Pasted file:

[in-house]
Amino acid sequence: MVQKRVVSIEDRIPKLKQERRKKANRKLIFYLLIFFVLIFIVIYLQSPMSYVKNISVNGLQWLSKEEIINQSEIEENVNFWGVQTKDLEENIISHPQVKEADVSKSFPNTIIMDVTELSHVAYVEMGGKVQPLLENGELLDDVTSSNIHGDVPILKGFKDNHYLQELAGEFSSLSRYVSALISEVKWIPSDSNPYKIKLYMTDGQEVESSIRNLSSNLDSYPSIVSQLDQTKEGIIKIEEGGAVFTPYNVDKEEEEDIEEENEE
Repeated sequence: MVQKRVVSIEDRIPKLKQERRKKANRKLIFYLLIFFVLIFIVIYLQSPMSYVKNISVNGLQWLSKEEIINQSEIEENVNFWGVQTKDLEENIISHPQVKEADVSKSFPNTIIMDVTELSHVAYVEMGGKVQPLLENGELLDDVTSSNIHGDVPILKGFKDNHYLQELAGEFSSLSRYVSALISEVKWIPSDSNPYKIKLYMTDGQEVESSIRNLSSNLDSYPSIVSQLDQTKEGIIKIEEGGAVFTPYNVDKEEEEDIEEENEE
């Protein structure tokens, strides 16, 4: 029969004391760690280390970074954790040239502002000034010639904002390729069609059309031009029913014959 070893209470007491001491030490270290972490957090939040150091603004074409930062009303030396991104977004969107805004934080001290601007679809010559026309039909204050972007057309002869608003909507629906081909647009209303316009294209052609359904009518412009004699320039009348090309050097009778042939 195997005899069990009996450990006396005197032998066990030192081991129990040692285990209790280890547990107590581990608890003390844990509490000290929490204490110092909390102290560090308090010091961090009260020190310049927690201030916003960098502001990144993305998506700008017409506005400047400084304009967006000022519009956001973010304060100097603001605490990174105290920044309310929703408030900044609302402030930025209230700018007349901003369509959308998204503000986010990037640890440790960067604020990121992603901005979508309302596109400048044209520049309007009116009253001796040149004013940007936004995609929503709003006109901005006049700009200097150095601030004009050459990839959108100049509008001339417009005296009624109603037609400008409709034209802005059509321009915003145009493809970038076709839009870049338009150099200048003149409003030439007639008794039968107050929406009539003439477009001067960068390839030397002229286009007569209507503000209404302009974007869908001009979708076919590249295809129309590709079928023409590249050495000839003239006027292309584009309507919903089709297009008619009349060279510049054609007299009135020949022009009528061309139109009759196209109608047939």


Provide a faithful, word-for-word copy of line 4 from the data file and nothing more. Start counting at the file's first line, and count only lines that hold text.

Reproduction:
């Protein structure tokens, strides 16, 4: 029969004391760690280390970074954790040239502002000034010639904002390729069609059309031009029913014959 070893209470007491001491030490270290972490957090939040150091603004074409930062009303030396991104977004969107805004934080001290601007679809010559026309039909204050972007057309002869608003909507629906081909647009209303316009294209052609359904009518412009004699320039009348090309050097009778042939 195997005899069990009996450990006396005197032998066990030192081991129990040692285990209790280890547990107590581990608890003390844990509490000290929490204490110092909390102290560090308090010091961090009260020190310049927690201030916003960098502001990144993305998506700008017409506005400047400084304009967006000022519009956001973010304060100097603001605490990174105290920044309310929703408030900044609302402030930025209230700018007349901003369509959308998204503000986010990037640890440790960067604020990121992603901005979508309302596109400048044209520049309007009116009253001796040149004013940007936004995609929503709003006109901005006049700009200097150095601030004009050459990839959108100049509008001339417009005296009624109603037609400008409709034209802005059509321009915003145009493809970038076709839009870049338009150099200048003149409003030439007639008794039968107050929406009539003439477009001067960068390839030397002229286009007569209507503000209404302009974007869908001009979708076919590249295809129309590709079928023409590249050495000839003239006027292309584009309507919903089709297009008619009349060279510049054609007299009135020949022009009528061309139109009759196209109608047939």